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Homestead Happenings: mixing it up

December 8, 2010

We’re mixing it up this holiday season and so far it’s all very fun and beautiful and silly, with a few breathtaking moments, like when we made a gratitude paper chain and Col said “I’m thankful the world is still alive.” This made all the adults pause for two seconds, or at least until Rose shrieked her next thankful: presents Mama! I’m thankful for presents!

Food, water, the earth and...presents!

Opening Hanukkah presents has been a little like bringing a junkie to the all-you-can-shoot heroin bar. You can practically hear the kids panting lustily as they rip apart the sparkly-dreidel wrapping paper, and then the automated adult voice pipes in over the speakers of Heroin-R-Us: “What do we do first guys? Right!, We open the card!”

Col and Rose’s cousin in Alaska sent a box full of 30 individually wrapped tiny cars, airplanes and farm animals, which was a great present, except that for the next 24 hours there was tremendous panicky confusion over who received the goat and who received the front loader. The giraffe was Rose’s for shriekingly sure, except when it wasn’t two hours later, because “the giraffe is yours Coley, give me the hippo.”

the joy of unwrapping many small and wonderful things

While the kids fought and bargained with each other, Dan and I stood around like the bystanders at my junior high who would gather and gawk impotently whenever a fight broke out. I thought of my friend Melanie who recently told me that her husband maintains that it’s best for their boys to work out disputes independently, and yet when he’s home is constantly refereeing the brotherly melees. I totally get this. Just this morning during a 5-star meltdown of Rose’s I tried hugging her, tried empathetically shouting over her screaming, “you seem really upset about having to get dressed, Rose,” and then finally deposited Rose in her room with her clothes and told her not to come out until she was calm and dressed. “I have a headache after all that screaming,” Col observed later. “Me too,” Rose said.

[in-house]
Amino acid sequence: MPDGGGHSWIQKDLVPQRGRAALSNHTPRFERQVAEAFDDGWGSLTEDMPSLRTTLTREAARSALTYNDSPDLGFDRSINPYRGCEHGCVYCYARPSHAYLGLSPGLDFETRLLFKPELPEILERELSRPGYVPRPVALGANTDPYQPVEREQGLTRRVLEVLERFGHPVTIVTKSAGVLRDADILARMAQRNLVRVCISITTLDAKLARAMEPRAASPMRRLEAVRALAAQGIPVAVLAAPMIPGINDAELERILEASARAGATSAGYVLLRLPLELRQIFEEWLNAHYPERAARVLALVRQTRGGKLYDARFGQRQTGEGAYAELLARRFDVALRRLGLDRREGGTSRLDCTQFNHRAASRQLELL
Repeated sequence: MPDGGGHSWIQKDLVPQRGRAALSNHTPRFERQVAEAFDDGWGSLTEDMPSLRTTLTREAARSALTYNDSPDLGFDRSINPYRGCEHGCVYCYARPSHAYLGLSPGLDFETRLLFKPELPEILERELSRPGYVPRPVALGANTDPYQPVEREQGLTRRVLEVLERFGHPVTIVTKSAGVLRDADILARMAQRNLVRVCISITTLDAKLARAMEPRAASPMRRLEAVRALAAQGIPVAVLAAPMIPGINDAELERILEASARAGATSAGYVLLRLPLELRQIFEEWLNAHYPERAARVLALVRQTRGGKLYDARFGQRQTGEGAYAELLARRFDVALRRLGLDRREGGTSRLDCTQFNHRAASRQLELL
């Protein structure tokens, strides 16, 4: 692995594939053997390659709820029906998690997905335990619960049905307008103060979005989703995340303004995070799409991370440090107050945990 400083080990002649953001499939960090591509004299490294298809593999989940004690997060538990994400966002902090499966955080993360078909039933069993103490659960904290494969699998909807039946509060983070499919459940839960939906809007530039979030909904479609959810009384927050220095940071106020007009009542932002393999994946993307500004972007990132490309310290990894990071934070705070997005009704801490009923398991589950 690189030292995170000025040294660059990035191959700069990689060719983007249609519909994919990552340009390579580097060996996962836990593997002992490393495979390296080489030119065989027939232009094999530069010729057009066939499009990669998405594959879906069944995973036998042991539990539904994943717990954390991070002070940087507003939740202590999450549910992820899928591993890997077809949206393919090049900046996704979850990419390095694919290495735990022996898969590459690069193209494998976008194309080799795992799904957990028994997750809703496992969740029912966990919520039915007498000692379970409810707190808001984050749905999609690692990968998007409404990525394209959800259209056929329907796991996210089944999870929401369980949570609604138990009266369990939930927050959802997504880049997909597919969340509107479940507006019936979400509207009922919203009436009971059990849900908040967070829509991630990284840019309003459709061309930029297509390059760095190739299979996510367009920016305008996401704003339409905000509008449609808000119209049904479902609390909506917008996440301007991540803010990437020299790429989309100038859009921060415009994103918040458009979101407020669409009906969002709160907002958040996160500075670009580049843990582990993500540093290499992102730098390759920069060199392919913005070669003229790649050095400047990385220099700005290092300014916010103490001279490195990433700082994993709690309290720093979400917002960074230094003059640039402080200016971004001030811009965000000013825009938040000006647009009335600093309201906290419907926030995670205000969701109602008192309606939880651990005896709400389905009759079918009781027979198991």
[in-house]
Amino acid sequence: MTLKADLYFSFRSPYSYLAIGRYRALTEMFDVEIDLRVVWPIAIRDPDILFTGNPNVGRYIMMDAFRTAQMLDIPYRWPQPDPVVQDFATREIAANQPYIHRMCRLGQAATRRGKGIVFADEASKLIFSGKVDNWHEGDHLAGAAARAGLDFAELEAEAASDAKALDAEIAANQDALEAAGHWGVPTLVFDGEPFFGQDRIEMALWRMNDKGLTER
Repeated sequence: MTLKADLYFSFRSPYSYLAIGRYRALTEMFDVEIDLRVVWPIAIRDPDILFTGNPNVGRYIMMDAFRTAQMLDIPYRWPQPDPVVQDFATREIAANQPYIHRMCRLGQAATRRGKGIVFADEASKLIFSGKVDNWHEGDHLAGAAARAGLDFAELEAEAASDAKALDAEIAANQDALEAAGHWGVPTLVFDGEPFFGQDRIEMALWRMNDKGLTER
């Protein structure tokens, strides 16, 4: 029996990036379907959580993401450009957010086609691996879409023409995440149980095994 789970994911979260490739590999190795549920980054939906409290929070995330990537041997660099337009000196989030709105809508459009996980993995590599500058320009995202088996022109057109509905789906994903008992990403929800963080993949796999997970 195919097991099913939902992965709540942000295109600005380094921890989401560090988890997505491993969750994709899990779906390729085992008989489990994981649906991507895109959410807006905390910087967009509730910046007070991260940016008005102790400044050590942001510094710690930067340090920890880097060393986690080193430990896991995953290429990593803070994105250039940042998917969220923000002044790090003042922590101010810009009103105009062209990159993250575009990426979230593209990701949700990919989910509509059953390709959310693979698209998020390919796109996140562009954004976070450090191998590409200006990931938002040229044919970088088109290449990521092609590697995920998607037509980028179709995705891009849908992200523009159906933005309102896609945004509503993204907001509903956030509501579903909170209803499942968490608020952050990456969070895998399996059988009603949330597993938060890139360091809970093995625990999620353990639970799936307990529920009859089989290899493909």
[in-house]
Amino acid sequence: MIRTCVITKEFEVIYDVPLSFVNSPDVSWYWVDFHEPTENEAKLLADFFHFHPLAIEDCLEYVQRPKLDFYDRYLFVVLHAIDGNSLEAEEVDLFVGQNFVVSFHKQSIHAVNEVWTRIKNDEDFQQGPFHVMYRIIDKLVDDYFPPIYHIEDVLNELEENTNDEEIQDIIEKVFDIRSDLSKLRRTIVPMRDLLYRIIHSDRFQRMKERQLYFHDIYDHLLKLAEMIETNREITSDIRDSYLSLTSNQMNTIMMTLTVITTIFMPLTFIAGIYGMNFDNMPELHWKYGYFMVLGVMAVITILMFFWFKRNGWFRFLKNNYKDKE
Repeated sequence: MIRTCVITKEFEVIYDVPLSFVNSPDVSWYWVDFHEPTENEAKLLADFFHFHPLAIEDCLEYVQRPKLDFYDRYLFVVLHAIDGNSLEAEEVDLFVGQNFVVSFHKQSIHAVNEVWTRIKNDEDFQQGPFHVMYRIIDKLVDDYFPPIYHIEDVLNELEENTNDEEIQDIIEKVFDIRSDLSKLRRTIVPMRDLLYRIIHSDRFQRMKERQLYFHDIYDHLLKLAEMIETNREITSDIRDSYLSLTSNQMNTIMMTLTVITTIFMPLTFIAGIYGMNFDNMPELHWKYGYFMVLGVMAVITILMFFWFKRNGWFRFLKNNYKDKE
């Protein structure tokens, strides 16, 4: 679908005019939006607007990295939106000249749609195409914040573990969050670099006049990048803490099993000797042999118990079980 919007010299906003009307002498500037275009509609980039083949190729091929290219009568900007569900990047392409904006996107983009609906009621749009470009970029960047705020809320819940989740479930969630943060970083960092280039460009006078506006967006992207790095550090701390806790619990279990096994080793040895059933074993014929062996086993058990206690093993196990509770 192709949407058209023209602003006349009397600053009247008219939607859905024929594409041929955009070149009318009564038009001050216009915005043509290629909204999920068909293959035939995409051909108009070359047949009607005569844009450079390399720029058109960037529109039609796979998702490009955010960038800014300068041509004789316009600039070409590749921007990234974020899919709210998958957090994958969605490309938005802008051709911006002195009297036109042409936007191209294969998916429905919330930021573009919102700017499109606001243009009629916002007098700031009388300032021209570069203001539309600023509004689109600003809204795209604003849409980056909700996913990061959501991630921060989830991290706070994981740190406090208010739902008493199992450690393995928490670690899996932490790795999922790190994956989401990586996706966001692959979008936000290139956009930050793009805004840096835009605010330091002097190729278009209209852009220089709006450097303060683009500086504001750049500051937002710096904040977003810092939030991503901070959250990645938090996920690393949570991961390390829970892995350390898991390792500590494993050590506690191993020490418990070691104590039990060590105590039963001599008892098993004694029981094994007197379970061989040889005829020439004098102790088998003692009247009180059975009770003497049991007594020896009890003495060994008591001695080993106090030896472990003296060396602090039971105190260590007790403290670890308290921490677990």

Because mediating over the 30 cars, trucks and farm animals wasn’t working, and neither was non-mediating, we stuffed the kids in their snowsuits and took them to the mountains to hunt for a Christmas tree. “Hop in the car you Christmas Jews!” Dan instructed.

We returned to our earth-slide, which was covered with slick snow.

Remember this from *way* back in November?

And now!

It took a few forays up north-facing canyons to find the right fir tree and to stomp out all the sour moods.

Radical snow hiker! Or that's what we told her to keep her going.

A restful moment or Rose leaves her fallen brother behind so she can have all 30 cars, trucks and farm animals.